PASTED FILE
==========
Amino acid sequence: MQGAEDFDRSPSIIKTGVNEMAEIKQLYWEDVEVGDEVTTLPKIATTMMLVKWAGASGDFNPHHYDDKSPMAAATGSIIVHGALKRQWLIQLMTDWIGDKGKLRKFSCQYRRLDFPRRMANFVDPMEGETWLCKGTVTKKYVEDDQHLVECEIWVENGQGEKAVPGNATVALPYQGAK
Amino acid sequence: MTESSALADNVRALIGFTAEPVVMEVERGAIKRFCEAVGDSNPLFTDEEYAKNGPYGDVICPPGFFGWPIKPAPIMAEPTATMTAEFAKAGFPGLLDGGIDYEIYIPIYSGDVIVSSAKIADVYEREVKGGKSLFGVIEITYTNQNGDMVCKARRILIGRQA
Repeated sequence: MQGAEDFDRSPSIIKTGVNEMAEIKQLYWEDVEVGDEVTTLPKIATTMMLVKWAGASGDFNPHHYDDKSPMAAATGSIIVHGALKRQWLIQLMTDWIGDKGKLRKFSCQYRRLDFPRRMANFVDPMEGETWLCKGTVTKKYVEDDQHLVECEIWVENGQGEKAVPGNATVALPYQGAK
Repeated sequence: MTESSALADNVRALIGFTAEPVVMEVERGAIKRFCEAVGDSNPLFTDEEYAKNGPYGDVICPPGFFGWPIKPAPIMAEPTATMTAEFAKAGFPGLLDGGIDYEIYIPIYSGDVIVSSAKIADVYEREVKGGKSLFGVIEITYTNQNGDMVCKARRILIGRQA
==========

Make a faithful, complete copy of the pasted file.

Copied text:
Amino acid sequence: MQGAEDFDRSPSIIKTGVNEMAEIKQLYWEDVEVGDEVTTLPKIATTMMLVKWAGASGDFNPHHYDDKSPMAAATGSIIVHGALKRQWLIQLMTDWIGDKGKLRKFSCQYRRLDFPRRMANFVDPMEGETWLCKGTVTKKYVEDDQHLVECEIWVENGQGEKAVPGNATVALPYQGAK
Amino acid sequence: MTESSALADNVRALIGFTAEPVVMEVERGAIKRFCEAVGDSNPLFTDEEYAKNGPYGDVICPPGFFGWPIKPAPIMAEPTATMTAEFAKAGFPGLLDGGIDYEIYIPIYSGDVIVSSAKIADVYEREVKGGKSLFGVIEITYTNQNGDMVCKARRILIGRQA
Repeated sequence: MQGAEDFDRSPSIIKTGVNEMAEIKQLYWEDVEVGDEVTTLPKIATTMMLVKWAGASGDFNPHHYDDKSPMAAATGSIIVHGALKRQWLIQLMTDWIGDKGKLRKFSCQYRRLDFPRRMANFVDPMEGETWLCKGTVTKKYVEDDQHLVECEIWVENGQGEKAVPGNATVALPYQGAK
Repeated sequence: MTESSALADNVRALIGFTAEPVVMEVERGAIKRFCEAVGDSNPLFTDEEYAKNGPYGDVICPPGFFGWPIKPAPIMAEPTATMTAEFAKAGFPGLLDGGIDYEIYIPIYSGDVIVSSAKIADVYEREVKGGKSLFGVIEITYTNQNGDMVCKARRILIGRQA